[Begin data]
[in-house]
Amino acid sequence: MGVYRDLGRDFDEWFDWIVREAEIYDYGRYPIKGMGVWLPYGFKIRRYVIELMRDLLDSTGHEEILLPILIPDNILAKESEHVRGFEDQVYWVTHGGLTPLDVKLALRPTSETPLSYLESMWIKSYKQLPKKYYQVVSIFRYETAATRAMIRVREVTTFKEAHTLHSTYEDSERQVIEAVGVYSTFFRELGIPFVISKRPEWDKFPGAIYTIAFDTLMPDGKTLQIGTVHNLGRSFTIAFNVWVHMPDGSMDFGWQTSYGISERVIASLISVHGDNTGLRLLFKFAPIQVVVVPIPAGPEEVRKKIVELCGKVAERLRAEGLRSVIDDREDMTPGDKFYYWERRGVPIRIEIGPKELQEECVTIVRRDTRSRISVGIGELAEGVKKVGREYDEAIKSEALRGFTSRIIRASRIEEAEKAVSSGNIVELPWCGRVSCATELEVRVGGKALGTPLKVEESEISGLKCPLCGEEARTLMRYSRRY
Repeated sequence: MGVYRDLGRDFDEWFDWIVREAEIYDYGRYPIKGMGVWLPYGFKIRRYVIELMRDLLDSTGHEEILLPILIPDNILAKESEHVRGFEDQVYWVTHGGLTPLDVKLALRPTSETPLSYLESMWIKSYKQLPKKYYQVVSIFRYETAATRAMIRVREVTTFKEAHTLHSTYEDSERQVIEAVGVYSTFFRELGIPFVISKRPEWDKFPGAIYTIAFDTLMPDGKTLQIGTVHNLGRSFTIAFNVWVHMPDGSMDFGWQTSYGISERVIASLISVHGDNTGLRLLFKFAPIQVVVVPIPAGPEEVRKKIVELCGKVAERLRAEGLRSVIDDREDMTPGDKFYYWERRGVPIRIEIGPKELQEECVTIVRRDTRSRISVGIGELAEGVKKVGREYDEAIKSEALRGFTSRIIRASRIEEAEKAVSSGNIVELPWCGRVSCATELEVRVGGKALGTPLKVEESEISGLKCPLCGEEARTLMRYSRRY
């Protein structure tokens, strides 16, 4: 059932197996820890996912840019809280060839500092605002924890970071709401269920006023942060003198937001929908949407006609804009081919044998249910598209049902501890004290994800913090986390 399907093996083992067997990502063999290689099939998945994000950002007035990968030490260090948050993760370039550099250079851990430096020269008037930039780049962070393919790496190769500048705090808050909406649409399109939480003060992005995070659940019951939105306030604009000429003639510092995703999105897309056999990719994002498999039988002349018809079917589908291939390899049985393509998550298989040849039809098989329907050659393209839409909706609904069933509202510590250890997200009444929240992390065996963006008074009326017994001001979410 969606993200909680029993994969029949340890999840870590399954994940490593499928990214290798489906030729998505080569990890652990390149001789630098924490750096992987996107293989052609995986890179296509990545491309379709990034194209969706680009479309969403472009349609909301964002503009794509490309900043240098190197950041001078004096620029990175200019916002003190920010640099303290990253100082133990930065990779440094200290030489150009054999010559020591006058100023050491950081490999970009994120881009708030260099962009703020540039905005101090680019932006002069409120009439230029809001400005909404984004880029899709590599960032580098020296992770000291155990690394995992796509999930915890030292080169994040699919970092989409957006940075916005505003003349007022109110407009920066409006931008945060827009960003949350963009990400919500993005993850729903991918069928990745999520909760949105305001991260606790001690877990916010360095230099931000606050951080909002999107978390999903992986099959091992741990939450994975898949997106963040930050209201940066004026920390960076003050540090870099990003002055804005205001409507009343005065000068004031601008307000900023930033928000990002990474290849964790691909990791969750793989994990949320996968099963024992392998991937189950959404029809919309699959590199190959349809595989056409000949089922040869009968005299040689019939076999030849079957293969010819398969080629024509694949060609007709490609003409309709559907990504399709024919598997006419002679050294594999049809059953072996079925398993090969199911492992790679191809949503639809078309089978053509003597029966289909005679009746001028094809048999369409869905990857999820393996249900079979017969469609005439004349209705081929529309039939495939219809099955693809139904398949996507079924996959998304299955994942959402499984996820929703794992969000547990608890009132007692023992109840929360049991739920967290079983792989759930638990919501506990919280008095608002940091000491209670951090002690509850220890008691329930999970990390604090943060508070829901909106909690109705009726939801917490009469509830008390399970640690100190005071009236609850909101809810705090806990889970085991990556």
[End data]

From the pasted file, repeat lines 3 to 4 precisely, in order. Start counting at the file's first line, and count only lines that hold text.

Repeated sequence: MGVYRDLGRDFDEWFDWIVREAEIYDYGRYPIKGMGVWLPYGFKIRRYVIELMRDLLDSTGHEEILLPILIPDNILAKESEHVRGFEDQVYWVTHGGLTPLDVKLALRPTSETPLSYLESMWIKSYKQLPKKYYQVVSIFRYETAATRAMIRVREVTTFKEAHTLHSTYEDSERQVIEAVGVYSTFFRELGIPFVISKRPEWDKFPGAIYTIAFDTLMPDGKTLQIGTVHNLGRSFTIAFNVWVHMPDGSMDFGWQTSYGISERVIASLISVHGDNTGLRLLFKFAPIQVVVVPIPAGPEEVRKKIVELCGKVAERLRAEGLRSVIDDREDMTPGDKFYYWERRGVPIRIEIGPKELQEECVTIVRRDTRSRISVGIGELAEGVKKVGREYDEAIKSEALRGFTSRIIRASRIEEAEKAVSSGNIVELPWCGRVSCATELEVRVGGKALGTPLKVEESEISGLKCPLCGEEARTLMRYSRRY
């Protein structure tokens, strides 16, 4: 059932197996820890996912840019809280060839500092605002924890970071709401269920006023942060003198937001929908949407006609804009081919044998249910598209049902501890004290994800913090986390 399907093996083992067997990502063999290689099939998945994000950002007035990968030490260090948050993760370039550099250079851990430096020269008037930039780049962070393919790496190769500048705090808050909406649409399109939480003060992005995070659940019951939105306030604009000429003639510092995703999105897309056999990719994002498999039988002349018809079917589908291939390899049985393509998550298989040849039809098989329907050659393209839409909706609904069933509202510590250890997200009444929240992390065996963006008074009326017994001001979410 969606993200909680029993994969029949340890999840870590399954994940490593499928990214290798489906030729998505080569990890652990390149001789630098924490750096992987996107293989052609995986890179296509990545491309379709990034194209969706680009479309969403472009349609909301964002503009794509490309900043240098190197950041001078004096620029990175200019916002003190920010640099303290990253100082133990930065990779440094200290030489150009054999010559020591006058100023050491950081490999970009994120881009708030260099962009703020540039905005101090680019932006002069409120009439230029809001400005909404984004880029899709590599960032580098020296992770000291155990690394995992796509999930915890030292080169994040699919970092989409957006940075916005505003003349007022109110407009920066409006931008945060827009960003949350963009990400919500993005993850729903991918069928990745999520909760949105305001991260606790001690877990916010360095230099931000606050951080909002999107978390999903992986099959091992741990939450994975898949997106963040930050209201940066004026920390960076003050540090870099990003002055804005205001409507009343005065000068004031601008307000900023930033928000990002990474290849964790691909990791969750793989994990949320996968099963024992392998991937189950959404029809919309699959590199190959349809595989056409000949089922040869009968005299040689019939076999030849079957293969010819398969080629024509694949060609007709490609003409309709559907990504399709024919598997006419002679050294594999049809059953072996079925398993090969199911492992790679191809949503639809078309089978053509003597029966289909005679009746001028094809048999369409869905990857999820393996249900079979017969469609005439004349209705081929529309039939495939219809099955693809139904398949996507079924996959998304299955994942959402499984996820929703794992969000547990608890009132007692023992109840929360049991739920967290079983792989759930638990919501506990919280008095608002940091000491209670951090002690509850220890008691329930999970990390604090943060508070829901909106909690109705009726939801917490009469509830008390399970640690100190005071009236609850909101809810705090806990889970085991990556």